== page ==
Călimăneşti-Căciulata, often known just as Călimăneşti, is a town in the central-southern part of Romania (Vîlcea county), on the Olt River, in Jiblea - Călimăneşti Depression, at 260m altitude. It is situated on the traditional route connecting the region to Transylvania, and at the southern end of the Olt River valley crossing the Southern Carpathians, 18km N of the municipality of Rîmnicu-Vîlcea (seat of Vîlcea county). The climate is characteristic of the sheltered Sub-Carpathian hollows, without temperature contrasts, with cool summers (July average around 20°C) and rather mild winters (January average 1.5°C below); average annual temperature is 9.8°C, moderate precipitation (750-800 mm annually). The town is build along National Road 7 (DN7), the second most used road in Romania.
There are proofs that the mineral waters of Călimăneşti-Căciulata were used since the Roman times. The Romans built here fortifications and baths (Pons Vetus Castrum). Călimăneşti and Căciulata are documentary attested in 1388. Later, the monks from Cozia Monastery built here a place for treatment. Two great rulers of Wallachia, Mircea cel Batrân and Matei Basarab, came here to treat themselves. In the 17th century, was founded here a paper mill. The French doctor Joseph Caillat, who took temporary residence in Wallachia (1854), analyzed the Călimăneşti mineral waters in 1859, and in 1869 Napoleon III was on a cure of mineral water sent over from Călimăneşti. In 1893, the samples of mineral water from Călimăneşti-Căciulata won the gold medal at the International Foods and Mineral Waters Exhibition in Brussels. The first cure establishments are dated 1910. During the 20th century, many hotels and treatment facilities were built in Căciulata, a northern area of the town which is close to Cozia Monastery. The area around the town is full of fresh water springs and spa waters that are not in use.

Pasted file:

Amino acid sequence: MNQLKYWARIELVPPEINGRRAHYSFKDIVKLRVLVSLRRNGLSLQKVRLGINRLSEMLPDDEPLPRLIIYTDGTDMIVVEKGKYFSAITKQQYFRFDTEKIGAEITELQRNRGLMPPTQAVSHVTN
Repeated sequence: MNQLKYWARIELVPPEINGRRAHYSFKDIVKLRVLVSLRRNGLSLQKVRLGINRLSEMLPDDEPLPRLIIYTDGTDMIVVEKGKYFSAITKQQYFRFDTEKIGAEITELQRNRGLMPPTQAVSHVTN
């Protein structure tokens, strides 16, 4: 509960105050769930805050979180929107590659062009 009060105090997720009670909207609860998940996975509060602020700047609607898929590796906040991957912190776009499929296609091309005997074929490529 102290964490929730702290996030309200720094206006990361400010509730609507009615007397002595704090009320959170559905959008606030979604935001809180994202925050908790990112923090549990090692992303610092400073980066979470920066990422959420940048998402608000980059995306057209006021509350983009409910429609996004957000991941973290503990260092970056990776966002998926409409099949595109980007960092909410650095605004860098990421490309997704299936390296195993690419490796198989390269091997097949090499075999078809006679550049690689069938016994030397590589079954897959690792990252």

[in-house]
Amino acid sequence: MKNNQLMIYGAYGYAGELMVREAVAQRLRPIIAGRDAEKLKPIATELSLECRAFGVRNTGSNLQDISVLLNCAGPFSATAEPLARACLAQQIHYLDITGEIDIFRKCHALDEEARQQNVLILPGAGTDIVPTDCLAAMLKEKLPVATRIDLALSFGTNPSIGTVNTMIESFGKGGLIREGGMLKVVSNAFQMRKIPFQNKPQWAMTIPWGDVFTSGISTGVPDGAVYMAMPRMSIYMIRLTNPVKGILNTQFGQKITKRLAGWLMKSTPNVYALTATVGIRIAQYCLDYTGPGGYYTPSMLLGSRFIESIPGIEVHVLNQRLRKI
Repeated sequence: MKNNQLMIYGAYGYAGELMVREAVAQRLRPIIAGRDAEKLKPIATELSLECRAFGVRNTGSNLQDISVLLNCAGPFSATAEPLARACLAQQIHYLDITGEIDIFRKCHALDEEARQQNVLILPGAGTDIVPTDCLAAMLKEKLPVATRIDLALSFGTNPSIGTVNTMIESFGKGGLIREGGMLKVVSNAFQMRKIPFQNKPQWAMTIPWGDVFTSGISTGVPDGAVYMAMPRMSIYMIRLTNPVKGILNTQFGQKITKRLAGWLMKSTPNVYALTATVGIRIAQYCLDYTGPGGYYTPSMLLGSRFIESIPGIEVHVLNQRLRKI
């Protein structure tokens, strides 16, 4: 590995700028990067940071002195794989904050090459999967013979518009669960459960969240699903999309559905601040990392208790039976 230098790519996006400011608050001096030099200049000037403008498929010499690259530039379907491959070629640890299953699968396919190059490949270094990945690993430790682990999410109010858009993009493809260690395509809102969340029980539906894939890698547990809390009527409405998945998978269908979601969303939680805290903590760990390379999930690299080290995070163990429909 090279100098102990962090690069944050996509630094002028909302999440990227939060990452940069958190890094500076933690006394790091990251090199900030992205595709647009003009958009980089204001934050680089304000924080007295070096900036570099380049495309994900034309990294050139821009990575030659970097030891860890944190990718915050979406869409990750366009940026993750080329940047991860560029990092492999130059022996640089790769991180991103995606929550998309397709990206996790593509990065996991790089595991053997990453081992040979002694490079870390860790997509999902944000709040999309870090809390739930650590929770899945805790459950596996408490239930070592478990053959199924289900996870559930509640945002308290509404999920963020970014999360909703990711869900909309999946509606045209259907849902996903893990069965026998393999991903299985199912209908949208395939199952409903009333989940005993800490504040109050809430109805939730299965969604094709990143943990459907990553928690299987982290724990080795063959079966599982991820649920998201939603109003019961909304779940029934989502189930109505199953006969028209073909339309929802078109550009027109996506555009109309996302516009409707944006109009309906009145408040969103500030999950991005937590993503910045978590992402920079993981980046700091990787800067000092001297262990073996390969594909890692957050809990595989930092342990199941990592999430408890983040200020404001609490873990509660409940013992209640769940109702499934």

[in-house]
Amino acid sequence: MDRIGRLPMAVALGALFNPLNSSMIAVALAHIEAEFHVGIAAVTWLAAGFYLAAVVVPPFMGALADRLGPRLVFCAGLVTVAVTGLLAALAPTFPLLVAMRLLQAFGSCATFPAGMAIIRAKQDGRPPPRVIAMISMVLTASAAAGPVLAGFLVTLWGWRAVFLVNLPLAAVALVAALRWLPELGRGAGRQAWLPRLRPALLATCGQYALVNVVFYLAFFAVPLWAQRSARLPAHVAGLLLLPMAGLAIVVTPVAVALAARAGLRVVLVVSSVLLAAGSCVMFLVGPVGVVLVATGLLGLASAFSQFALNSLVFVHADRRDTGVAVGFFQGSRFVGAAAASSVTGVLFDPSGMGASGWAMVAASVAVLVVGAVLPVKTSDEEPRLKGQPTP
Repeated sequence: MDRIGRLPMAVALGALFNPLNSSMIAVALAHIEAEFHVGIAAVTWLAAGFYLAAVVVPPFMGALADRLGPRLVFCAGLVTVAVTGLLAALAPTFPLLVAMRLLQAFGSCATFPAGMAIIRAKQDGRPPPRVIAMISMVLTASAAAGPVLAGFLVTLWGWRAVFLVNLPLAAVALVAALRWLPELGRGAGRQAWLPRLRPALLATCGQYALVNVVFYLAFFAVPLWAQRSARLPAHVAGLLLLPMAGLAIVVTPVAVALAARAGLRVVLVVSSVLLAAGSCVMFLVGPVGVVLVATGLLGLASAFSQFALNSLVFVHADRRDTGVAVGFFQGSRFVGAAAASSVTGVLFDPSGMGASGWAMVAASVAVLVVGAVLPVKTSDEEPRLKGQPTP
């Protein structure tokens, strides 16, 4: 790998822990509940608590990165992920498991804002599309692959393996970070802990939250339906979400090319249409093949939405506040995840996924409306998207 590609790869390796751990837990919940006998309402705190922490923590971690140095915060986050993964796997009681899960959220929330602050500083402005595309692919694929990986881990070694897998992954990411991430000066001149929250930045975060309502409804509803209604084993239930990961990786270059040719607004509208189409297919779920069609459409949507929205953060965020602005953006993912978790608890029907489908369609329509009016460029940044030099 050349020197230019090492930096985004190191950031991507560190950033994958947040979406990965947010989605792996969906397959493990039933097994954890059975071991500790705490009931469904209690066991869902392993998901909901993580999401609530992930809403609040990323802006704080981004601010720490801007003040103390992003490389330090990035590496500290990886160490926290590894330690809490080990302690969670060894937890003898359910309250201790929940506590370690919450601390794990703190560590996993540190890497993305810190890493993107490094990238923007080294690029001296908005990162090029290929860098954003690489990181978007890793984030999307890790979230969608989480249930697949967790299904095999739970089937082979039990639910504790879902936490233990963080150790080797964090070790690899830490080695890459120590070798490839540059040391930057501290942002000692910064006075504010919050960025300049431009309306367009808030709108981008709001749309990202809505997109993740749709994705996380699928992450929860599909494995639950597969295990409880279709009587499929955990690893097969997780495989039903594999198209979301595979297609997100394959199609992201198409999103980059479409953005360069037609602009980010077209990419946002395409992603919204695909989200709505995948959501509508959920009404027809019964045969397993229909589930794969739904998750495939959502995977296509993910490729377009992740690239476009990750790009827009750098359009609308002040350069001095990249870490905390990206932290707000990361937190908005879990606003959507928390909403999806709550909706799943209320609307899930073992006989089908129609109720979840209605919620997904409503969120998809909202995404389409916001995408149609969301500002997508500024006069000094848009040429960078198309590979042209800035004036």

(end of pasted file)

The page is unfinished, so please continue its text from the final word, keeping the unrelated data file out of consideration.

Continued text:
Călimăneşti-Căciulata is known as a spa town, an all-season resort of national importance. The natural cure factors are the sparing climate and the springs (discovered in 1827) of sulphurous, chlorided, brominated, sodic, calcic, magnesian, mostly hypotonic mineral waters, with varying concentrations, chemical compositions and temperatures (mineralization between 0.5 and 11.5 g/l; athermal, mesothermal = 41°C, and hyperthermal = 49.5°C). The spa is recommended for the treatment of digestive diseases (chronic gastritis with hypoacidity, chronic constipation, chronic colitis), hepatobiliary diseases (biliary dyskinesis, non-calculous or calculous chronic cholecystitis, chronic hepatitis, chronic pancreatitis, conditions after operations of the liver), kidney and urinary system diseases (kidney lithiasis, chronic pyelonephritis, urinary infections), metabolic and nutrition disorders (diabetes mellitus, hyperuricemic condittions, obesity), respiratory diseases (bronchitis, chronic tracheobronchitis), peripheral neurological disorders (paresis, conditions after proliomyelitis), rheumatic conditions (spondylosis, arthrosis, polyarthrosis, tendonitis), post-traumatic conditions (after sprains, luxations, fractures), gynecological disorders (menopausal ovarian syndrome), ear, nose and throat diseases (chronic rhinosinusitis, chronic allergic laryngitis, etc.), dermatological, cardiovascular and other disorders.
The present-day facilities include modern installations for warm mineral-water baths in tubs and pools, for electrohydro-, and kinetotherapy, for aerosols and inhalations, outdoor pools with sulphurous thermal water (at Căciulata), mineral water fountains for internal cure, gyms, sauna, swimming pool on the bank of the Olt, etc. At Căciulata there are a sanatorium for children, specialized in the treatment of hepatitis sequels, and the country's only sanatorium for silicosis patients; at Calimanesti there is a clinic of the Bucharest Institute of Balneophysiotherapy and Medical Recovery, and a section of the specialized department of the Bucharest Institute of Medicine and Pharmacy. Bottling station for mineral waters. (internet infos compilation)
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